Sunday, January 22, 2012

The Desperate Souls and the Lucky Ones

All around me, I see them. They're coming. They're approaching. They lurk on the horizon, just barely out of the crest of your view but still within the whiff of a strong breeze.

They are the walking dead.

I'm not talking about the HBO series - I'm talking about the people who have given up on this life and who are basically dead in their own shoes.

You've met them. Their views are set. They know everything. They judge. They don't need to go out past eleven because nothing good happens after eleven. They drive minivans. They have kids when they don't need to. They own a house that they can barely pay for. They wear sweatpants most days. They enjoy watching others and offer little creatively.

They are done, in every existential sense, but they continue to exist just for the sake of fulfilling some earthly quota.

They haunt me. They haunt you.

They haunt because they are.

I have recurring dreams of laying in a field, on a warm and mystical summer night, in the shower of a billion stars. I feel the grass through my fingers like the hair of the earth. I feel cared for, I feel warm and I feel connected to everything around me. I'm wearing a hoodie my friend Garry bought for me at Value Village. I celebrate the summer. I smile in the darkness where no one can see my expression, but it's as real as the stars. The corners of my lips spread. My face warms. I tuck my hands into my front pocket.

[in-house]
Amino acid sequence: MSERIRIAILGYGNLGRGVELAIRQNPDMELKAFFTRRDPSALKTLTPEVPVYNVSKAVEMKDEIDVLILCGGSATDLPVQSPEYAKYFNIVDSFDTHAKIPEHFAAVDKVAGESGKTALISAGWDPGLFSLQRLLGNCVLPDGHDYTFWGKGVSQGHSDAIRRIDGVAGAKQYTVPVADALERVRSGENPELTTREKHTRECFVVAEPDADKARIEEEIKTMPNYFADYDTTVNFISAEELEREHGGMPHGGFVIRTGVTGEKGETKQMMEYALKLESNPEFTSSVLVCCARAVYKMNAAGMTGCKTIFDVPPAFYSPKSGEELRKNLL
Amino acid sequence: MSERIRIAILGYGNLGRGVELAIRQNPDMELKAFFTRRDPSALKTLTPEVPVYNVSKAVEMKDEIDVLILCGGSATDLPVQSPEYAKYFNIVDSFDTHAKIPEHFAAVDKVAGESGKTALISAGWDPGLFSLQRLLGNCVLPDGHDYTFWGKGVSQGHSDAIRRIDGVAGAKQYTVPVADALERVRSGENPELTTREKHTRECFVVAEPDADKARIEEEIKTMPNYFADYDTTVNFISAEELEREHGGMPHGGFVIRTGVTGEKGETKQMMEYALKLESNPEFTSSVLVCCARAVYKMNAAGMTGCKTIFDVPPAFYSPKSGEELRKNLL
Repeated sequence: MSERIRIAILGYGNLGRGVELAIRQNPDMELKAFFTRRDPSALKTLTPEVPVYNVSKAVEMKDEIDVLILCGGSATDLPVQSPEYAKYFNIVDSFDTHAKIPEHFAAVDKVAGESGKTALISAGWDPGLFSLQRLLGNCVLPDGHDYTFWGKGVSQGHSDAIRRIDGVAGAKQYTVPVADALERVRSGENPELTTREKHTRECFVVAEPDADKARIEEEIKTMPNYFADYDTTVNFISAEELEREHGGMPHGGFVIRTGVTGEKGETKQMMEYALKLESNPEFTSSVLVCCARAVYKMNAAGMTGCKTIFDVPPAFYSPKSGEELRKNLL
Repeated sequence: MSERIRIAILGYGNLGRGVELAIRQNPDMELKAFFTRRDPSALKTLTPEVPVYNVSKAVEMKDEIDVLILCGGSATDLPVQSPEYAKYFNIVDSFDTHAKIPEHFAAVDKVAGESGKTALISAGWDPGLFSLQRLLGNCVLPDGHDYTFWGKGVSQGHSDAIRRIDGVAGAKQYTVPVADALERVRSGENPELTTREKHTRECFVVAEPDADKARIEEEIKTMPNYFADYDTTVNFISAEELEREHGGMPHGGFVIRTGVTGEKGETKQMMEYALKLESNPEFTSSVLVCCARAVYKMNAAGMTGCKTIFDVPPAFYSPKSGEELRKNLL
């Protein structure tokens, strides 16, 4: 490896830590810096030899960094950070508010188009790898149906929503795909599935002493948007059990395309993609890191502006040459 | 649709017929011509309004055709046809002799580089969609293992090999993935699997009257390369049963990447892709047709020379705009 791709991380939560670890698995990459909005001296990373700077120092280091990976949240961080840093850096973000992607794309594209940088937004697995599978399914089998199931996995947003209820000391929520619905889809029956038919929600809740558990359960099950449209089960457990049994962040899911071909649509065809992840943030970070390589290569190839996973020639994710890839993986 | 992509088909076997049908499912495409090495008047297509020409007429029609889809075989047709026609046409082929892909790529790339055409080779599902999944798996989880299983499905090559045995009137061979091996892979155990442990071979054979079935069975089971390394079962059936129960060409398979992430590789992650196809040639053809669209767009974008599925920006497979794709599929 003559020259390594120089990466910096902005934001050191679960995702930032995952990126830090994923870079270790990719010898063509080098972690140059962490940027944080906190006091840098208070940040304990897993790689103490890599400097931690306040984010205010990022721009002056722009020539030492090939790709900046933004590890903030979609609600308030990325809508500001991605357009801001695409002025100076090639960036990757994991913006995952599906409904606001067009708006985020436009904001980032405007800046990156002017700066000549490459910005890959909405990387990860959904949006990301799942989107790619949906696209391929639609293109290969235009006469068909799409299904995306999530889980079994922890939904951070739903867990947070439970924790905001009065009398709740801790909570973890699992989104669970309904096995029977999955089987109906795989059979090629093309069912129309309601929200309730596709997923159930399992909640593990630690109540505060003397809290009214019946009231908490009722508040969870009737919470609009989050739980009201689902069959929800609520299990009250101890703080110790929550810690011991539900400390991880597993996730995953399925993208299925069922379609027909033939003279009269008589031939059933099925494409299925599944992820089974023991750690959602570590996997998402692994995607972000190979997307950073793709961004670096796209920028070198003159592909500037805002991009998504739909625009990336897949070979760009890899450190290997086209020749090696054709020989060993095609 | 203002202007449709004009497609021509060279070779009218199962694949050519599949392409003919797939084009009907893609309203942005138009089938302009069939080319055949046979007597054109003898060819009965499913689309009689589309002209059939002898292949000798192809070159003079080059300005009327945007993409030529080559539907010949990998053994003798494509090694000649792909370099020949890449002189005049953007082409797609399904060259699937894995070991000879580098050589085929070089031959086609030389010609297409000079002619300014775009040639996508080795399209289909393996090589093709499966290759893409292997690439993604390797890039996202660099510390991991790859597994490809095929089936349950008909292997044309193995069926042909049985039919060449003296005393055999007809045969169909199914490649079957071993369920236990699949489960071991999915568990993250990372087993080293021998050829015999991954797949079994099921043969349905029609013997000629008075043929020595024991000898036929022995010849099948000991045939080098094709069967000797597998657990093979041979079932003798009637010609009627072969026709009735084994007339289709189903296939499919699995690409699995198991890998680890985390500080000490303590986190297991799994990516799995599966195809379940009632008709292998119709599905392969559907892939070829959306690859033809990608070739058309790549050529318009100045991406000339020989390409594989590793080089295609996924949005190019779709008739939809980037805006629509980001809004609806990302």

I tap my foot to rhythm of the universe.

And I get it.

Between the highways of and bi-ways of the rocky crags of this great country, I've seen peace and I've seen interest. The arms of the road are endless and they call to me, extending from molten rock into the flesh of my being.

Sadness is all around us, friends. It pervades our thoughts. It perverts our innocence. But in another way, it must be embraced. As children, we get coddled into thinking that the power of 'happy thoughts' will pacify us through the eye of any life-storm. Real strength and spiritual compassing, however, comes from the welcoming of sadness and the learning that is involved with dealing.

Dealing with the fact that we all have our burdens and our own shit to get through.

Sometimes songs say it best.

Torquil Campbell of 'Stars' drips it best from the steam of his pen in Life 2: Unhappy Ending. On one of their best albums to date, images of street brawls, riots and spray-painted hearts cascade through the flow.

'Life was supposed to be a film - was supposed to be a thriller
Was supposed to end in tears
But life could be nothing but a life - could be nothing but a con
Where's my unhappy ending gone?'

What happened to this life? Where did we go wrong? When did we, as humans, lose the passion and replace it with predictable, inane bullshit and comfortable couches?

Whatever we get is short, often filled with regret and never the way we'd imagined it to be. The moments and seconds are machine-click reminders that we are here and in that whatever we do, we need to inspire.

We need to fuel the lifeblood of each other's dreams. We need to stop being afraid of what people think of us.

We must sail on, through the stinging winds of conformity and the cold crash of rejection. Jon Brooks once said that even if one person, through the performing of his own songs, stepped out of their crappy basement and wrote an album, then it was all worth it.

Can we make it all worth it?

Are we desperate or lucky?

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